The rear switches and battery cover look the same from the PL-2, the only exception is that on the PL-Pro they don’t open. On the bottom there is the magnetic charging pad. There is a slightly raised up section

The RPL-7 remote pressure switch fits onto the bottom of the PL-Pro perfectly. It’s a stronger magnet then the charger which is good because it’s not something you would want to fall off. The cable is a similar flat siliconized cover. The button itself is plenty long. My only semi complaint would be the way it attaches to your rifle, I would prefer a mount that screws into Picatinny rail or that Olight would offer a MLok adapter.

Size & Weight

Size wise the PL-Pro is basically identical to the PL-2. The only difference at the bottom there are little extra nibs on the Pro for the recharging base making it a little thicker. I don’t have a way to test this myself but I suspect some holsters that fit the PL-2 will also fit the PL-Pro or could with a very slight modification.  Weight of the PL-Pro is actually about 13 grams lighter. The PL-Pro is IPX6 rated.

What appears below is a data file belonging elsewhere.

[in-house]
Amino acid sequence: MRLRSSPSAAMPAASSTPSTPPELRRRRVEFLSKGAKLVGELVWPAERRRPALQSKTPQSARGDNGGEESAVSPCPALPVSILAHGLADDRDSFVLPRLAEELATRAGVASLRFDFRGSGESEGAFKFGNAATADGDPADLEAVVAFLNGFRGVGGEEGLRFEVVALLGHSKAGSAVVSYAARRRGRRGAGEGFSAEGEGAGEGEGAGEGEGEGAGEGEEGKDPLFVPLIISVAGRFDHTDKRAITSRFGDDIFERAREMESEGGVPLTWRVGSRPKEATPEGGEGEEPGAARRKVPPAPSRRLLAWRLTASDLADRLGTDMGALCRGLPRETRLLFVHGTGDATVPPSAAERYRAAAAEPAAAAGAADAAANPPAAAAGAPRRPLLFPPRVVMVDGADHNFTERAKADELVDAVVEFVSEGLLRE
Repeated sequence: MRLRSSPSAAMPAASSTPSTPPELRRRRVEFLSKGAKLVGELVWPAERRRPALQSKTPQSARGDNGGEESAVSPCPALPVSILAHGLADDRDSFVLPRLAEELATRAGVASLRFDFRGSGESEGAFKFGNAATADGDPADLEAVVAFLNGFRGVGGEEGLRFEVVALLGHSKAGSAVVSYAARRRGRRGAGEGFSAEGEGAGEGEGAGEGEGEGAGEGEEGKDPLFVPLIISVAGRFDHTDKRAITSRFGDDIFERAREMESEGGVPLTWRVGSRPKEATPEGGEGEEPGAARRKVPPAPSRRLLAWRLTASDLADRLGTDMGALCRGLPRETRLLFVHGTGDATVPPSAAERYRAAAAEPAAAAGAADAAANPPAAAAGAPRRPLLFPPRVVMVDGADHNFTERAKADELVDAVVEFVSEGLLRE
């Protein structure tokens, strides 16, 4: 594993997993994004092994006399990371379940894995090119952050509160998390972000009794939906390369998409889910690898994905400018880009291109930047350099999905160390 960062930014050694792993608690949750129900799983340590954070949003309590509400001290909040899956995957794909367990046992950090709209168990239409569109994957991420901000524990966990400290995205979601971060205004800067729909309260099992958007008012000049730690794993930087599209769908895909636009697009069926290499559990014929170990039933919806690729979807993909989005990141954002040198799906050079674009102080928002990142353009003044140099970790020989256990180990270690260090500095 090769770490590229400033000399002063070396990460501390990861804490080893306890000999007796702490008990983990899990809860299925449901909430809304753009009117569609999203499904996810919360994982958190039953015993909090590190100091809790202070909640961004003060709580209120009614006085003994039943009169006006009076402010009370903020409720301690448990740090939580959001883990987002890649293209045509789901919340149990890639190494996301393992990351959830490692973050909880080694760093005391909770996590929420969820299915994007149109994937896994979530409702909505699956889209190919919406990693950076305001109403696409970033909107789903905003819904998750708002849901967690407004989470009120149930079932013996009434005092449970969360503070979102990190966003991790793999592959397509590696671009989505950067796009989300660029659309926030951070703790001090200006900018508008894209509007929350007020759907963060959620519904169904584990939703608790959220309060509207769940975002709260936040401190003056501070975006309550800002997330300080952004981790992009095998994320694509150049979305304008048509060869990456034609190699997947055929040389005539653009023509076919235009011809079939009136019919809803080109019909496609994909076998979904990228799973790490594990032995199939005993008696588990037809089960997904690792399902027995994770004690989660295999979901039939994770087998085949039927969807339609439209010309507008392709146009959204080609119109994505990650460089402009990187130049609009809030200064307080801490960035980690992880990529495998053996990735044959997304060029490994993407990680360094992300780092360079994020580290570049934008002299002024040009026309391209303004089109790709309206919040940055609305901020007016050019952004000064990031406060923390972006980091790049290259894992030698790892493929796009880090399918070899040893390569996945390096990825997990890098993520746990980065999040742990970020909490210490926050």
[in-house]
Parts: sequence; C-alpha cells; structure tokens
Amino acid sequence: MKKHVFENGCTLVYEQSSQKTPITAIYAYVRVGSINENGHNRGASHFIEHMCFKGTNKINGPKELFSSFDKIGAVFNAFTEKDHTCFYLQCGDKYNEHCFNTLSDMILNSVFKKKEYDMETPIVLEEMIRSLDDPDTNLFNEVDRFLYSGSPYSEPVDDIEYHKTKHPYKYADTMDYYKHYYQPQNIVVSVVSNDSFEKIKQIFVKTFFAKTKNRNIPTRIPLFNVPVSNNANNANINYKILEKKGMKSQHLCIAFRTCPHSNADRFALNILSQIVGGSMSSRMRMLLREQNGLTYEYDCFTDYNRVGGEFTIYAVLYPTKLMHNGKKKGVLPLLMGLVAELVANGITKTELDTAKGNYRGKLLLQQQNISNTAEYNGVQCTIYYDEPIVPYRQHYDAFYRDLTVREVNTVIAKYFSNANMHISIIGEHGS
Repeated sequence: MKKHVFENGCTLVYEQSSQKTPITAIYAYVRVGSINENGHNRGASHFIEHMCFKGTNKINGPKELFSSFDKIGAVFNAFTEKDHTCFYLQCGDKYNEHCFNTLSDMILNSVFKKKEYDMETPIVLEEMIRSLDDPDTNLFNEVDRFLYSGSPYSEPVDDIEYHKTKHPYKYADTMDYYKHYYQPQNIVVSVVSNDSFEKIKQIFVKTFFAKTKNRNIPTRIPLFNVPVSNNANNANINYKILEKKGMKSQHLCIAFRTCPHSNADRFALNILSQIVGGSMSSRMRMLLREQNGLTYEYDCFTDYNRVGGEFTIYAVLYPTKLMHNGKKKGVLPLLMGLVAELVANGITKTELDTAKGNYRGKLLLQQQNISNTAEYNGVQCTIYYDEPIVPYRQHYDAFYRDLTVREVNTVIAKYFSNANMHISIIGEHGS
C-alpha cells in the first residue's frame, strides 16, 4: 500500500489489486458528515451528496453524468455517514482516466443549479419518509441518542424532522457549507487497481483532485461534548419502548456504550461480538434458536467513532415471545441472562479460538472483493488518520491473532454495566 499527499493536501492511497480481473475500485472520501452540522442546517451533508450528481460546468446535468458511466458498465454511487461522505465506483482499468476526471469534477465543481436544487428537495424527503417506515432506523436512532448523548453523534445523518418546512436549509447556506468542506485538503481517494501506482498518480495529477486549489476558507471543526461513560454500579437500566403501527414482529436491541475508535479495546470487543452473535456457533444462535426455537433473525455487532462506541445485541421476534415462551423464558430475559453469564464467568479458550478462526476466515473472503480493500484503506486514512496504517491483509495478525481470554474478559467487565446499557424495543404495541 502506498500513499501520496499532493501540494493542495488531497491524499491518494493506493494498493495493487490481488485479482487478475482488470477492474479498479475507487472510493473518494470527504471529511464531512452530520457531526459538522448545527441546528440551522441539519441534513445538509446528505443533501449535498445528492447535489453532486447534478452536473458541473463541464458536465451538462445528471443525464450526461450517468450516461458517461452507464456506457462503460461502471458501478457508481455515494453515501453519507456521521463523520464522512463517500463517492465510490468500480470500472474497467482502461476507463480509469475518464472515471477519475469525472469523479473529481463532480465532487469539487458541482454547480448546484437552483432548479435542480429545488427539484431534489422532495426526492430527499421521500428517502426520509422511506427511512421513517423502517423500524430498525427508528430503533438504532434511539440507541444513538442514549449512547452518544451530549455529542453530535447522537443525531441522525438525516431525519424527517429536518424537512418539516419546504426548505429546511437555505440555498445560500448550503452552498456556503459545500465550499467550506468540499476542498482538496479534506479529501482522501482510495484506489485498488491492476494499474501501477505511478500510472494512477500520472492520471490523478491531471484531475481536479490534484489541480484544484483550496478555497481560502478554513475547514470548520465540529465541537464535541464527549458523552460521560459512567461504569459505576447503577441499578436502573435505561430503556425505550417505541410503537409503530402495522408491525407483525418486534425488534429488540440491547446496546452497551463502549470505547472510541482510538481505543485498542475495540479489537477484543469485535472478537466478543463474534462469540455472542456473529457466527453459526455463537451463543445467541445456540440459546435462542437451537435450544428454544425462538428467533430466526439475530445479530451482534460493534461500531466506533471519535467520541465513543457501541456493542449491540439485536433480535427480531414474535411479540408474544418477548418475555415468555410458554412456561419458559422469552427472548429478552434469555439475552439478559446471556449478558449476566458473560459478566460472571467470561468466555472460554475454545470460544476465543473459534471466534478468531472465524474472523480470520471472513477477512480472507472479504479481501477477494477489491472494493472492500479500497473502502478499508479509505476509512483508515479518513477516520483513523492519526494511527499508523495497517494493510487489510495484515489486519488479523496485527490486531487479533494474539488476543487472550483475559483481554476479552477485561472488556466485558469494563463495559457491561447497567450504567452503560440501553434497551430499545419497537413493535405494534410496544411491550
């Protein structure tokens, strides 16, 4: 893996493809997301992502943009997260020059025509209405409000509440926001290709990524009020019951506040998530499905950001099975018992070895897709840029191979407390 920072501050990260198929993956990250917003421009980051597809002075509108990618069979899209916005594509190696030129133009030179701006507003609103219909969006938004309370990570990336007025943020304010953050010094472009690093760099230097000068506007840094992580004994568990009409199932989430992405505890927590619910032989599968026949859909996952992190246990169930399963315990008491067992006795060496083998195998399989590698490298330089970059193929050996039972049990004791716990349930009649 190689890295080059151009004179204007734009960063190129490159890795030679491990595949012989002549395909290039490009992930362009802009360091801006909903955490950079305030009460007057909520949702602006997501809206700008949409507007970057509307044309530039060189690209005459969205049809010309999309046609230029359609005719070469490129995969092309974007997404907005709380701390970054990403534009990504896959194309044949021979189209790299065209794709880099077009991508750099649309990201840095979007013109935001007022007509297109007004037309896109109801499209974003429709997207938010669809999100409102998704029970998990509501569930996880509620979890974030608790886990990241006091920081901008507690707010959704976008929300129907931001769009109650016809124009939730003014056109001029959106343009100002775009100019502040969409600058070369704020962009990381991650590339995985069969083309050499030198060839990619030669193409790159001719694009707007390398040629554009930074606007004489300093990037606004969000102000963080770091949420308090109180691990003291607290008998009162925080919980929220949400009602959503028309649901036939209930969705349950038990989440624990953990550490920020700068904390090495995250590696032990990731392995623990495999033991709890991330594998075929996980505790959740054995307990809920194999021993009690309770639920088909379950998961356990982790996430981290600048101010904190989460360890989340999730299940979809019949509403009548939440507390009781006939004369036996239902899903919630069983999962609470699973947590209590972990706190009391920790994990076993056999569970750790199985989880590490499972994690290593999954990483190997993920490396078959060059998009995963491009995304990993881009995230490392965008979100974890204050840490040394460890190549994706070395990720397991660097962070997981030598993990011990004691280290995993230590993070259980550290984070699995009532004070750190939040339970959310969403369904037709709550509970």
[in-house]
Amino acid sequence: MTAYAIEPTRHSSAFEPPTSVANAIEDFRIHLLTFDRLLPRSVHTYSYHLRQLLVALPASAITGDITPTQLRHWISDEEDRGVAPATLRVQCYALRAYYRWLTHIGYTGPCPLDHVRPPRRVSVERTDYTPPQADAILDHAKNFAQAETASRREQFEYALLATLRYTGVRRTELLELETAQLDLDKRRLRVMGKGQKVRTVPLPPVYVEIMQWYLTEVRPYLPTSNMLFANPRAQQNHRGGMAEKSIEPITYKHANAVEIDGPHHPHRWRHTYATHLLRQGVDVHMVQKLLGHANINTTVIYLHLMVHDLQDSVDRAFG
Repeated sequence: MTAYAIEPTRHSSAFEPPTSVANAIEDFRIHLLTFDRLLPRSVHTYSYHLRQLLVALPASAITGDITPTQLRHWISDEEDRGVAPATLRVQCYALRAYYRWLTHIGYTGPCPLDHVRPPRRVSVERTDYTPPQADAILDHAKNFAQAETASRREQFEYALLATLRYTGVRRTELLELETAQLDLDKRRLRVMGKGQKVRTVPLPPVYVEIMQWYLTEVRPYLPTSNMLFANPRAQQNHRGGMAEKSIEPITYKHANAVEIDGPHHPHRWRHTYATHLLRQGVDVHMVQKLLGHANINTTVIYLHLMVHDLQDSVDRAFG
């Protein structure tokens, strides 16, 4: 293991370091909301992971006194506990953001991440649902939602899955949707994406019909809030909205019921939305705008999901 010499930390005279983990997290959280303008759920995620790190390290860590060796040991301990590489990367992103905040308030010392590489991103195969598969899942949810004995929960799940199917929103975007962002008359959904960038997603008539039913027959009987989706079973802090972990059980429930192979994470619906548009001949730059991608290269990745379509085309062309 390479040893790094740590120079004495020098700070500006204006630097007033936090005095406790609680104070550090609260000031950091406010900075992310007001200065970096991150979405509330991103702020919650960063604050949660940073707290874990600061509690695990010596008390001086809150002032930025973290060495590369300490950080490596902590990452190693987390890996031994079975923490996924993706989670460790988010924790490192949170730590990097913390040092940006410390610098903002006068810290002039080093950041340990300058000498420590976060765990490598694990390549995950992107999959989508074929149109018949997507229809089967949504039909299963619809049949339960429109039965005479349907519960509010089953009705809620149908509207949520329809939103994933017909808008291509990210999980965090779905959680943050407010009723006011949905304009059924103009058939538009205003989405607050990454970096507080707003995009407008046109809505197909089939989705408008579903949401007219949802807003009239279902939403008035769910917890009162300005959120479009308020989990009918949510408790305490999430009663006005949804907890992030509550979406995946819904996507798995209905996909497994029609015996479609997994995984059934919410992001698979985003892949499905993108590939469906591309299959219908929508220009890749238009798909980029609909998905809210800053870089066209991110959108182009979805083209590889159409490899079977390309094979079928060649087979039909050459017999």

PL-Pro PL-2
Length 81mm 80mm
Height 32.4mm 30.5mm
Width 36.6mm 36.6mm
Weight 103.4g 116.1g

 

Mounted Photos

LED/Runtime/Beamshot

The Olight PL-Pro is using a Cree XHP 35 HI NW. This is the same LED as the the PL-2 but in a different tint. My PL-2 is in a cool white, and the PL-Pro right now is only coming in neutral white. While I applaud Olight for offering a neutral white (Usually my preference) the bin they chose here has a good amount of green in it, and it’s most noticeable in lower output modes. In my comparison shots here it’s noticeable which is cool white and which is neutral white.

The beam is identical to the PL-2 due to the same reflector and LED being used with the difference being the tint of the LED. The light has a medium sized hotspot that throws pretty well out to 100 yards or so.